For now I have supporting/minor characters of differing races/religions/sexual orientations in my works-in-progress, but my protagonists are all white American straight females my age or younger than me, raised Catholic, living in New Jersey, New York, or France. 100% within my realm of experience, haha. My hope is that as I get more confident in my writing, I’ll be able to branch out. So perhaps that’s the key–get comfortable writing your own experience first, then as you get more confident, delve into that of others?

      Liked by 2 people

      1. I love that: “Include us in your stories, but don’t try to tell our stories for us.” I’m going to stick that to my wall! My WIP has a protagonist who is much like me, but another important character is of a different ethnicity and orientation. There is no focus on her “difference” – it’s just who she is. I refer to her skin color sometimes, as I refer to everyone’s appearance sometimes, and when her romantic relationship is relevant (as when she is injured and her lover is by her bedside) it comes in, but it’s never a focus. She’s Black, she’s lesbian, she’s witty and sarcastic, she’s a disciplined martial artist, she’s brave and loyal and devious when she needs to be – all of that is just part of who she is.

        I’m definitely going to get a diverse group of readers, once my WIP is ready for that, and specifically ask them if there’s anything there that made them cringe. I’ll especially ask my niece and her wife, and the African American woman in the office next door, for their insights.

        I expect my protagonists will all be White heterosexual women, because of who I am, but I want them to live in a world that includes all kinds of people. Because we do.

        Liked by 2 people

  3. In my current WIP I have a character who is marginalized by society because of a mental condition. Your post struck me that I must add something, make sure I am not utilizing a stereotype. Thanks.

    Liked by 1 person

  4. Great post. I’m completing final edits on my novel and this advice resonated. Since my book has gay characters and I wanted to know more about them, I Googed things related to my story and read a bunch of posts on message boards. Like you said, they talked to each other and I observed them. And boy, did I get a ton of helpful information, much of it completely unexpected.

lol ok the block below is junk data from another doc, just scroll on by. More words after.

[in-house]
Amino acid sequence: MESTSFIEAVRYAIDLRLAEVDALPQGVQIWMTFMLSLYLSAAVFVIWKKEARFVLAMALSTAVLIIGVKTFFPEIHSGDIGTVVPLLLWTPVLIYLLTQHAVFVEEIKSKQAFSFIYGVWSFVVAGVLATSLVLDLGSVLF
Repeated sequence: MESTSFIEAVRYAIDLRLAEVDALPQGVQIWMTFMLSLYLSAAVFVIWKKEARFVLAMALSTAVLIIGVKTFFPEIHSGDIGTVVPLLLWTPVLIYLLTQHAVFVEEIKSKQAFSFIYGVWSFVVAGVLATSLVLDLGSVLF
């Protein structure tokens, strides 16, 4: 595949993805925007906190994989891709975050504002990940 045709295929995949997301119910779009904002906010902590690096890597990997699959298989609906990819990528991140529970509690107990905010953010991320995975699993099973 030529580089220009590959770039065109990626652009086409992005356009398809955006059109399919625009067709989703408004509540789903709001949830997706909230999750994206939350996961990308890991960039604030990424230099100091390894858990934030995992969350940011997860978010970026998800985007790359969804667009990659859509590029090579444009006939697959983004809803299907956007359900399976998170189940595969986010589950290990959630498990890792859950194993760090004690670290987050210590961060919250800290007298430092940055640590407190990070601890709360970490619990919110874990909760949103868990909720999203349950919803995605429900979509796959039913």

5. I needed this blog so much! Thank you for sharing it. My second novel is about the criminal justice system, social justice and racial relations, particularly in the southern part of the US. Since it’s set in Dallas, Texas, it’s absolutely necessary for me to write outside my own white, Midwestern background to capture the culture of that city.

    Of course, I’m approaching this with a bit of trepidation, but I’m hoping that in the end I can write a book that projects the heart I have to move toward a future where there isn’t so much animosity, complacency, and mistreatment between different races and cultural backgrounds. Wow, even as I type this, I realize what a huge goal that is…but if I can write something that’s even a drop in the bucket toward the right direction, it’ll be worth it.

    All that being said, Justina Ireland posted this link for a service called Sensitivity Readers the other day that I will hopefully use once I have a completed manuscript to ensure that the people I’m aiming to represent aren’t shown in a way that is unintentionally offensive. If anyone else is writing outside their own culture, maybe check it out?